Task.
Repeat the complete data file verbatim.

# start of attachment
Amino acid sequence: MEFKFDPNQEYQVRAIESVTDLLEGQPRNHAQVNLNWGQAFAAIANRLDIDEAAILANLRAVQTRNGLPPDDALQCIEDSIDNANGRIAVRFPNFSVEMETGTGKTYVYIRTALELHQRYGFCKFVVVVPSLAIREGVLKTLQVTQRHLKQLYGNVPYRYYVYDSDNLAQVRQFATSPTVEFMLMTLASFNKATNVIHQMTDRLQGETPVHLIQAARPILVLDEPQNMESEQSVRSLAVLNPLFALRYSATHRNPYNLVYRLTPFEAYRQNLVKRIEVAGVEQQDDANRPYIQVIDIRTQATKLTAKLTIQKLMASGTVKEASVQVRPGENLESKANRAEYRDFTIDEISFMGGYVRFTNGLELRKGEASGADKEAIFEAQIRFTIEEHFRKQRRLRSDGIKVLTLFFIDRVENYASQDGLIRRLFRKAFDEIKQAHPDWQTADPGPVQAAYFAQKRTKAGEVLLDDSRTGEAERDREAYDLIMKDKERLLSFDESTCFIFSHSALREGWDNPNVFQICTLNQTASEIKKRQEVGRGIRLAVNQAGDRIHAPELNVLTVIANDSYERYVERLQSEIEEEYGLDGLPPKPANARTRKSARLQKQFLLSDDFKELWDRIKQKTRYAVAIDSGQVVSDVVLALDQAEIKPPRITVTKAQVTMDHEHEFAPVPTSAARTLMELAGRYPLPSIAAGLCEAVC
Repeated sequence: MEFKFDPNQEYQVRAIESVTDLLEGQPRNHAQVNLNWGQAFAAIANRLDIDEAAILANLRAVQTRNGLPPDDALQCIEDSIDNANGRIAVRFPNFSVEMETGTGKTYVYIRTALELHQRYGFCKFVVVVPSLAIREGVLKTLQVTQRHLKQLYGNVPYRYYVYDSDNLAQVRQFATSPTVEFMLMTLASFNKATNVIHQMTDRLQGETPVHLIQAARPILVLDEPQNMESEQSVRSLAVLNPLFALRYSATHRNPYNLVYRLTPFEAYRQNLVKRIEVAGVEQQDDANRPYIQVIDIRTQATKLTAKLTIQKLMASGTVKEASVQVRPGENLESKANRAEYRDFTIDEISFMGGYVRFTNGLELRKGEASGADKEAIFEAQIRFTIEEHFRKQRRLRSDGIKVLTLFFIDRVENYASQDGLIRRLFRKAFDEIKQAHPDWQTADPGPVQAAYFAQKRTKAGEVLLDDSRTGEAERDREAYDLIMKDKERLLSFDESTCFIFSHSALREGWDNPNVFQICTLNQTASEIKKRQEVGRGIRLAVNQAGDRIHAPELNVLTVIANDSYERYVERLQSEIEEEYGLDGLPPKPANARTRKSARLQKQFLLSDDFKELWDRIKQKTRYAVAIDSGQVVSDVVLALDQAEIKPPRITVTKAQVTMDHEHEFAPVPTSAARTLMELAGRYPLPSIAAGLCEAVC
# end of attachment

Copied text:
Amino acid sequence: MEFKFDPNQEYQVRAIESVTDLLEGQPRNHAQVNLNWGQAFAAIANRLDIDEAAILANLRAVQTRNGLPPDDALQCIEDSIDNANGRIAVRFPNFSVEMETGTGKTYVYIRTALELHQRYGFCKFVVVVPSLAIREGVLKTLQVTQRHLKQLYGNVPYRYYVYDSDNLAQVRQFATSPTVEFMLMTLASFNKATNVIHQMTDRLQGETPVHLIQAARPILVLDEPQNMESEQSVRSLAVLNPLFALRYSATHRNPYNLVYRLTPFEAYRQNLVKRIEVAGVEQQDDANRPYIQVIDIRTQATKLTAKLTIQKLMASGTVKEASVQVRPGENLESKANRAEYRDFTIDEISFMGGYVRFTNGLELRKGEASGADKEAIFEAQIRFTIEEHFRKQRRLRSDGIKVLTLFFIDRVENYASQDGLIRRLFRKAFDEIKQAHPDWQTADPGPVQAAYFAQKRTKAGEVLLDDSRTGEAERDREAYDLIMKDKERLLSFDESTCFIFSHSALREGWDNPNVFQICTLNQTASEIKKRQEVGRGIRLAVNQAGDRIHAPELNVLTVIANDSYERYVERLQSEIEEEYGLDGLPPKPANARTRKSARLQKQFLLSDDFKELWDRIKQKTRYAVAIDSGQVVSDVVLALDQAEIKPPRITVTKAQVTMDHEHEFAPVPTSAARTLMELAGRYPLPSIAAGLCEAVC
Repeated sequence: MEFKFDPNQEYQVRAIESVTDLLEGQPRNHAQVNLNWGQAFAAIANRLDIDEAAILANLRAVQTRNGLPPDDALQCIEDSIDNANGRIAVRFPNFSVEMETGTGKTYVYIRTALELHQRYGFCKFVVVVPSLAIREGVLKTLQVTQRHLKQLYGNVPYRYYVYDSDNLAQVRQFATSPTVEFMLMTLASFNKATNVIHQMTDRLQGETPVHLIQAARPILVLDEPQNMESEQSVRSLAVLNPLFALRYSATHRNPYNLVYRLTPFEAYRQNLVKRIEVAGVEQQDDANRPYIQVIDIRTQATKLTAKLTIQKLMASGTVKEASVQVRPGENLESKANRAEYRDFTIDEISFMGGYVRFTNGLELRKGEASGADKEAIFEAQIRFTIEEHFRKQRRLRSDGIKVLTLFFIDRVENYASQDGLIRRLFRKAFDEIKQAHPDWQTADPGPVQAAYFAQKRTKAGEVLLDDSRTGEAERDREAYDLIMKDKERLLSFDESTCFIFSHSALREGWDNPNVFQICTLNQTASEIKKRQEVGRGIRLAVNQAGDRIHAPELNVLTVIANDSYERYVERLQSEIEEEYGLDGLPPKPANARTRKSARLQKQFLLSDDFKELWDRIKQKTRYAVAIDSGQVVSDVVLALDQAEIKPPRITVTKAQVTMDHEHEFAPVPTSAARTLMELAGRYPLPSIAAGLCEAVC